After enjoying a free Thursday night at the ICA (including a lovely free tour), my friend Eric and I needed dinner and were too famished to make it over the bridge before stopping wherever we could find. Thus, we stopped at The Barking Crab.

It's a long shack with a bar in the middle and pull down curtain walls with a view of the harbor. The evening we dined there it was a chilly low 50s night, and while it was cold with the curtains up the view was delightful and they had some spaces heaters burning. We were still quite cold though where we had been seated along the perimeter, finally warming up once we snatched some seats in the middle after another couple left.

It seems clear the ambiance is really the draw at this place.

The man on the right devoured an entire lobster by himself in less than the time it took for us to receive our food after ordering.

I would have protested when Eric chose to order a burger at a seafood shack, but the whole menu is so grossly overpriced that I didn't complain.

Burger and Fries ($12): I will quote Eric as to the quality of the burger, "It's a burger."

Stuffies ($9): Two traditional Rhode Island chopped quahogs with chorizo and Portuguese sweet bread stuffing served on shell

This was nice. I'm always hoping for ground chorizo when I order it, as opposed to the kielbasa kind like this dish contained, but it was tasty. Portuguese sweet bread should be in everything, in my opinion, and that gave a fun stuffing sweetness to these stuffed quahogs. It was served a bit cold to me though.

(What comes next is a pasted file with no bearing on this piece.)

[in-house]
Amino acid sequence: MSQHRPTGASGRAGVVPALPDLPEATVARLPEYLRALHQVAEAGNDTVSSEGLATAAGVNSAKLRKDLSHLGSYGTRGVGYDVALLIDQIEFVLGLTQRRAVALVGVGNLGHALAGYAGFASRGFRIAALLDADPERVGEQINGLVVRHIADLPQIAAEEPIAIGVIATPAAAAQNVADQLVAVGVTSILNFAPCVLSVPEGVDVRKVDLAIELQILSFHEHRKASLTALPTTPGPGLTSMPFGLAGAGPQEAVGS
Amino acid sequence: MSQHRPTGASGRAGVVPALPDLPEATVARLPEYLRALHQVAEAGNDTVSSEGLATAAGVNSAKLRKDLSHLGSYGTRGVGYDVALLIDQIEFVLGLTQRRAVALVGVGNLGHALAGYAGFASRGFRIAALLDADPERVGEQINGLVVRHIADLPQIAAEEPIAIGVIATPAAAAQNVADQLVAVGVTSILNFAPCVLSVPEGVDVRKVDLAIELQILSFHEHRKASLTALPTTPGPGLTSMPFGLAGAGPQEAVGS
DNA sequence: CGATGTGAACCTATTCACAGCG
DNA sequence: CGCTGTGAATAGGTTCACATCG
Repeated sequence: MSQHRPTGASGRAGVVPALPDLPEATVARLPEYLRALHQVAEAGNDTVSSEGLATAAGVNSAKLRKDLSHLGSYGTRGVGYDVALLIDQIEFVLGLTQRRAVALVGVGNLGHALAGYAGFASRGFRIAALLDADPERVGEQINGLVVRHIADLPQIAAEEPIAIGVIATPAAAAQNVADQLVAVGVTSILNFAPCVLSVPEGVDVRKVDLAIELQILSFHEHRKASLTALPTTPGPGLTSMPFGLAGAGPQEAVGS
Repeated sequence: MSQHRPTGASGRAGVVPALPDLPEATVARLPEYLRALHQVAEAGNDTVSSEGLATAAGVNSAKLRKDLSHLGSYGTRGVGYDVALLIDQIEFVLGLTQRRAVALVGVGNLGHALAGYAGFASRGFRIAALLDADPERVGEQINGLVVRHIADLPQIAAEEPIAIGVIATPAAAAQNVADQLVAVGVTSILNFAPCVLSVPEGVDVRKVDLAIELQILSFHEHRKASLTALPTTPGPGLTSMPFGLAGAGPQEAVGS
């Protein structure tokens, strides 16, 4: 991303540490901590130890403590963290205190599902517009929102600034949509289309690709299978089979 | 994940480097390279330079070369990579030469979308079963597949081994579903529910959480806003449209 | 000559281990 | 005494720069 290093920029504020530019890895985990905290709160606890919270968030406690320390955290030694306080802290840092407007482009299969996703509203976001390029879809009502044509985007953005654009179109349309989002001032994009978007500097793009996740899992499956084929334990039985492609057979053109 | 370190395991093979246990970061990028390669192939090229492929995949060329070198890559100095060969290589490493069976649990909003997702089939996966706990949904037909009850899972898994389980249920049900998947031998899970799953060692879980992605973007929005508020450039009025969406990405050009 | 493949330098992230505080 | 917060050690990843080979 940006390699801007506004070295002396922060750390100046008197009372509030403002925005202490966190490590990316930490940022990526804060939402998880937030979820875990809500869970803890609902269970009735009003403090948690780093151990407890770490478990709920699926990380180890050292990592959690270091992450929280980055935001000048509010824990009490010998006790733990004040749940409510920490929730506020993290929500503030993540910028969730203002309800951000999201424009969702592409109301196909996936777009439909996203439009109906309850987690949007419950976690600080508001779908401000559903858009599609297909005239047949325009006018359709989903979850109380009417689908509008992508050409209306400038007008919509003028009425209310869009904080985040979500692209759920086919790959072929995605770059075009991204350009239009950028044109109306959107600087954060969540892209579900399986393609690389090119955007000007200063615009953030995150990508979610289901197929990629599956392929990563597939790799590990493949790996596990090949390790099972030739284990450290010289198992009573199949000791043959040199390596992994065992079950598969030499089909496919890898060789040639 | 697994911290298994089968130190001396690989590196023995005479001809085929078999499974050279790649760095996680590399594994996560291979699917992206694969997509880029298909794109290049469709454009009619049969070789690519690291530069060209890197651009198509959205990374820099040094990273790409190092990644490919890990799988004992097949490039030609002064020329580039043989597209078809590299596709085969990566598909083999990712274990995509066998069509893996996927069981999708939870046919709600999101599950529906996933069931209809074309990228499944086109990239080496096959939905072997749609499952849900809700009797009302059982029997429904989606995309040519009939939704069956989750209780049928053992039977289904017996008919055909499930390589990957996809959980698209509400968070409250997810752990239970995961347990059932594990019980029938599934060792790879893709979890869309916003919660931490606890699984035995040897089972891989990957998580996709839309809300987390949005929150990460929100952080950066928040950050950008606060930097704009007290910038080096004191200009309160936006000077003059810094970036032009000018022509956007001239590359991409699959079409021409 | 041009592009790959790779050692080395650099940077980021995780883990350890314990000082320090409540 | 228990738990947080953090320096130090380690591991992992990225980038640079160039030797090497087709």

I ordered a serving of New England Clam Chowder but received Lobster Bisque instead. I much prefer Lobster Bisque and would have ordered it instead of chowder if it had been on the menu, but it was disconcerting to receive it randomly.
Lobster Bisque ($8), at least that's the price when you order clam chowder and randomly receive lobster bisque instead

I'll say this for it, it was the weirdest lobster bisque I've ever had.  It wasn't exactly bad, though not very good (i.e. not very rich, way too little lobster presence, certainly no chunks of lobster).  But there was this familiar flavor present that I just couldn't figure out.  I had Eric try it, and we kept trying bites of it trying to get to the bottom of the mystery.

Me: "It's...something I haven't had in a few years but used to have with some regularity..."
Eric: "I know, so familiar, but strange..."
Me: "It's.. firing some beach-y clusters of synaptic activity, I mean, on top of this being lobster bisque, whatever that is...something about the beach..."
Eric: "Almost alcoholic..."
Me: "Yes, something about college, alcohol... but I really never went to the beach while I was in coll... oh my god, it's fucking Malibu Rum."
Eric: "Holy shit, it is, it's fucking Malibu Rum."
Me: "What the fuck."

I have since had the clam chowder. It's pretty good.

Barking Crab on Urbanspoon

Also tried:

Mahi mahi sandwich - As with all mahi mahi sandwiches, I assume whoever ordered it got mixed up and thought they were ordering an ahi tuna sandwich. That's the only valid reason I can think of.